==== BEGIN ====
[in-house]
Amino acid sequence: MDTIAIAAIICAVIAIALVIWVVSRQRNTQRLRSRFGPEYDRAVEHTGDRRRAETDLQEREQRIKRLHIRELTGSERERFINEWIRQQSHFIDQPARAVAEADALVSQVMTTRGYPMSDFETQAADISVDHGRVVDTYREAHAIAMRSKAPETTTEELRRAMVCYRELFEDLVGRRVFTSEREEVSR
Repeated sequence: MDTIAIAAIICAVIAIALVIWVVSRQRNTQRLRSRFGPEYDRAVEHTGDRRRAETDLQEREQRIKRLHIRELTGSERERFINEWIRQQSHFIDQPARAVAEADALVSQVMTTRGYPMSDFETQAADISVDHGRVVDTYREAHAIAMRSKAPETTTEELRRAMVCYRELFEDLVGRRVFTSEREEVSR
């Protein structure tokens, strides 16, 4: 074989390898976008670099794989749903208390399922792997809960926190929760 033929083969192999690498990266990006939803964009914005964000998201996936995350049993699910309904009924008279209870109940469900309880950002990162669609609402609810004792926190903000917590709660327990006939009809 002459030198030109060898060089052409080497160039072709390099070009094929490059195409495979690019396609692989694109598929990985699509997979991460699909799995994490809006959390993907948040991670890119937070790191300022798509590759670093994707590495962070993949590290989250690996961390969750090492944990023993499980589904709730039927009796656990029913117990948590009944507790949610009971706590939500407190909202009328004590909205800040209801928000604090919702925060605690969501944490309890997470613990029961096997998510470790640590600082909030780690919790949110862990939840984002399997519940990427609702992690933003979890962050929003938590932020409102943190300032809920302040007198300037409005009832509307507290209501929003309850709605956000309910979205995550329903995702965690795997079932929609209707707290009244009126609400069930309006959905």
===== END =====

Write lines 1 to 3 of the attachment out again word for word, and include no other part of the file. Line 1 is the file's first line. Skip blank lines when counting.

[in-house]
Amino acid sequence: MDTIAIAAIICAVIAIALVIWVVSRQRNTQRLRSRFGPEYDRAVEHTGDRRRAETDLQEREQRIKRLHIRELTGSERERFINEWIRQQSHFIDQPARAVAEADALVSQVMTTRGYPMSDFETQAADISVDHGRVVDTYREAHAIAMRSKAPETTTEELRRAMVCYRELFEDLVGRRVFTSEREEVSR
Repeated sequence: MDTIAIAAIICAVIAIALVIWVVSRQRNTQRLRSRFGPEYDRAVEHTGDRRRAETDLQEREQRIKRLHIRELTGSERERFINEWIRQQSHFIDQPARAVAEADALVSQVMTTRGYPMSDFETQAADISVDHGRVVDTYREAHAIAMRSKAPETTTEELRRAMVCYRELFEDLVGRRVFTSEREEVSR